The Sun normally beats down on Arizona with an unrelenting intensity, but for the past four years a black cloud had been sitting squarely over Glendale, threatening to rain on its hockey parade. Then last week the cloud finally lifted, freeing the Coyotes franchise from its long shadow of uncertainty.
It took a really long time to settle, but when the Glendale City Council approved a lease deal for the potential new Coyotes ownership group, it took this story just one step away from being gone for good, a horror story getting its happy ending. The last step figures to be a formality; completing the purchase of the franchise from the NHL and getting approval from the Board of Governors.
Finally, the focus can actually be about hockey in the desert. What a novel concept for an NHL franchise.
"It was a little bit of a stressful week but everything worked out good, so it was good," Coyotes defenseman Keith Yandle said in an interview with CBSSports.com "It's been four years, it's just a little weight off your shoulders for everything; for the wives, for the guys. Just a little bit of ease off everybody's minds."
Is it ever. That weight on their collective shoulders had to be as cumbersome as the long debates in the City Council chambers.
Getting to this point wasn't easy for the players. Sure, they just did their job by putting on their gear and playing a game, but let's not forget pro athletes aren't immune to the distractions and realities of everyday life. Just navigating the uncertainty wasn't always easy, but they made it through. Yandle has been there through the entire uncertain era and has been dealing with the issue for four years.
"I thought we did a good job of not letting it get to the team or into the locker room," Yandle said. "It was something that was always in the back of your mind, you always got asked about it. For it to be done and over with and to know we're staying put for a while is a great thing."
Like anything that doesn't kill you -- the franchise in Arizona really was nearly killed -- makes you stronger. Now the Coyotes have the stability they have been asking for, begging for in the desert. There has been a strident insistence akin to "if you build it, they will come," just replacing the word "build" with "buy." All they needed was an owner and things would turn around in terms of support and success.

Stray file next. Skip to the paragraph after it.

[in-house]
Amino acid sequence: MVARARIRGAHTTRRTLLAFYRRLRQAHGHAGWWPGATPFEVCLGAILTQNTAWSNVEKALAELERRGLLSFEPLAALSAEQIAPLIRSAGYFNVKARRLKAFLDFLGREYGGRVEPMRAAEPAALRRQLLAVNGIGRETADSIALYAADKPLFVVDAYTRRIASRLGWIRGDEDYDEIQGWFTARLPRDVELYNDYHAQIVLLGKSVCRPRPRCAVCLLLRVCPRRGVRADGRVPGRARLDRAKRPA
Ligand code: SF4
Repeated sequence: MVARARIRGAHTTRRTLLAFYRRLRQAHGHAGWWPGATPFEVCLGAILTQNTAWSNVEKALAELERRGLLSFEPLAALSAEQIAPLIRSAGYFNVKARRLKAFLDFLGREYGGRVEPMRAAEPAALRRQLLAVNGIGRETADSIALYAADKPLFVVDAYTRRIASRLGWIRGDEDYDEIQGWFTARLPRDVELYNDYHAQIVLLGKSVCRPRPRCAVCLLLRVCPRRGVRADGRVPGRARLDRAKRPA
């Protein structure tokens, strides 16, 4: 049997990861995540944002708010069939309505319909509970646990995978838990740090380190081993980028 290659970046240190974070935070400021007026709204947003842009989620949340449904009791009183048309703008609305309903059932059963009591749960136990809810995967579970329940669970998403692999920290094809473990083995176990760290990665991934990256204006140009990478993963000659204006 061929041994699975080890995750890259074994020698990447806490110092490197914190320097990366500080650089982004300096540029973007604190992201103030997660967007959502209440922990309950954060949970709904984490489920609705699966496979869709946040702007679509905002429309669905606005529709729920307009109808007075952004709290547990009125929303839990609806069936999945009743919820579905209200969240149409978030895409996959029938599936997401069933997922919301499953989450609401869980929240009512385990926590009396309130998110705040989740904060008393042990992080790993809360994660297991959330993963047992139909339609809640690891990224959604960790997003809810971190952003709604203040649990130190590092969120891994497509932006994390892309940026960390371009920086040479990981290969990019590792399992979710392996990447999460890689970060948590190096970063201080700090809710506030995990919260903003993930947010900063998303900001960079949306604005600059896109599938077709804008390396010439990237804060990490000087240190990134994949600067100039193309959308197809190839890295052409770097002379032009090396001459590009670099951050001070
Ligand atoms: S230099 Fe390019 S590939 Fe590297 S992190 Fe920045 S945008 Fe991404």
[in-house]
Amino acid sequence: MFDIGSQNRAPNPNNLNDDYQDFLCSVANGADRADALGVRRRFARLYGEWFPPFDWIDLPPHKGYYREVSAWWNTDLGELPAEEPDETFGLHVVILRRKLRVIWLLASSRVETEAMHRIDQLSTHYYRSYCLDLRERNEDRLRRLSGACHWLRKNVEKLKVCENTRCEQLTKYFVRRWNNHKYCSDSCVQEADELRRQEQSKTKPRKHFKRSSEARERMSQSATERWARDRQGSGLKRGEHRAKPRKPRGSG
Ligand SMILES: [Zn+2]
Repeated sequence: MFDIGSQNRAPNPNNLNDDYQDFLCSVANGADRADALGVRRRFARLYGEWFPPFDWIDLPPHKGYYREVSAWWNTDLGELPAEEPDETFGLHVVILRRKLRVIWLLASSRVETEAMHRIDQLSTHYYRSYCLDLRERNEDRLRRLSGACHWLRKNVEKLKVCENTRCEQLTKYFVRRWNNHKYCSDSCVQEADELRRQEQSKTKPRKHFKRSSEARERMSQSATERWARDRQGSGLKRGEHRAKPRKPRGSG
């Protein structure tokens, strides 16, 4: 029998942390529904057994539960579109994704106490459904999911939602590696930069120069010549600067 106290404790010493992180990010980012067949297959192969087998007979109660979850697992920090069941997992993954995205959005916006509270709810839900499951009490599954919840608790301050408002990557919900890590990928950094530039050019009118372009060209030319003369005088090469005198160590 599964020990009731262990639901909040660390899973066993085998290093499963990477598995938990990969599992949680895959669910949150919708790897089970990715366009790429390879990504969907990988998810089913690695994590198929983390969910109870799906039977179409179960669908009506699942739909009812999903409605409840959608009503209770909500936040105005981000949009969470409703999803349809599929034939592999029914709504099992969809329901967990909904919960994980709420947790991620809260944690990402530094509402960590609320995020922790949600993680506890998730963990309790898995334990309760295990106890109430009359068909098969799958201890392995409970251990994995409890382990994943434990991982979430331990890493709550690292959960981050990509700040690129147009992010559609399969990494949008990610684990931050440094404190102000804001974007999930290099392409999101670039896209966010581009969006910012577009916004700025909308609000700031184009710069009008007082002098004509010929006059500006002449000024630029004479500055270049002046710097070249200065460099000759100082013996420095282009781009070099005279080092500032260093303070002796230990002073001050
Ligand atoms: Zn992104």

Already the optimism seems to be up, just take a look at this photo from the Coyotes' prospect camp this week. Yup, that's hockey in Arizona.
But the talk of survival is finished, now it's about being successful. Despite living on the salary floor with their restrictions from the NHL ownership, the Coyotes have had quite a bit of success in recent years. Remember it was just two seasons ago that they reached the Western Conference finals.
You can already see a difference in the future of the franchise, they spent some money during free agency. One of the biggest names on the market was Mike Ribeiro and the Coyotes nabbed him right away.
"The last few years that [Coach Dave Tippett] has been here, except last year, we've been to the playoffs with a team that's been at the bottom of the spending chart," Yandle said. "But this summer we were able to go out and get a guy like Mike Ribeiro. It's nice to see that we can spend some money and go out and get Ribeiro, who was probably the biggest free agent this summer. So it's a big signing for us."
You want a little more proof things can be different now? Just look at where the Coyotes are on the payroll already ... and they still have a little bit of work to do. At least for this season, they are off the floor.
Perhaps you could question whether spending more money is spending smart money but are you really going to bet against a Don Maloney and Tippett tag team with more resources at their disposal? I won't. As Yandle said, Tippett is one of the best in the game, if not the best.
"System wise, everybody buys into his system. Everybody plays hard for him," Yandle explained. "He's a guy you want to block shots for. It's fun to have a coach like that. Ribeiro said the main reason why he signed with us was Tipp. If you have a different coach you might not get a guy like him to sign with your team. [Re-signing Tippett] was probably the biggest acquisition we've had so far."
The new Coyotes owners believe this will be a profitable franchise, the uncertainty removed from the picture allowing everybody to move forward. There will be skeptics but we'll just have to wait and see.
However there is no denying that as a hockey club, they are in an infinitely better position today than they were just a couple of weeks ago when some were already penciling them in for a season in Seattle.
"It seems like the week or two coming up to the vote everybody was asking 'where are you going to be next year? Where do you think you're going to be?' Deep down you were always hoping we'd be able to stay in Phoenix because everybody who has been and everybody who has played there knows how great of a city it is," Yandle said. "The weather's unbelievable, the living's great. It would be a tough place to leave, that's for sure."
He and the rest of the Coyotes players and fans can stop worrying about leaving because the franchise is staying put. The next step is moving the franchise forward.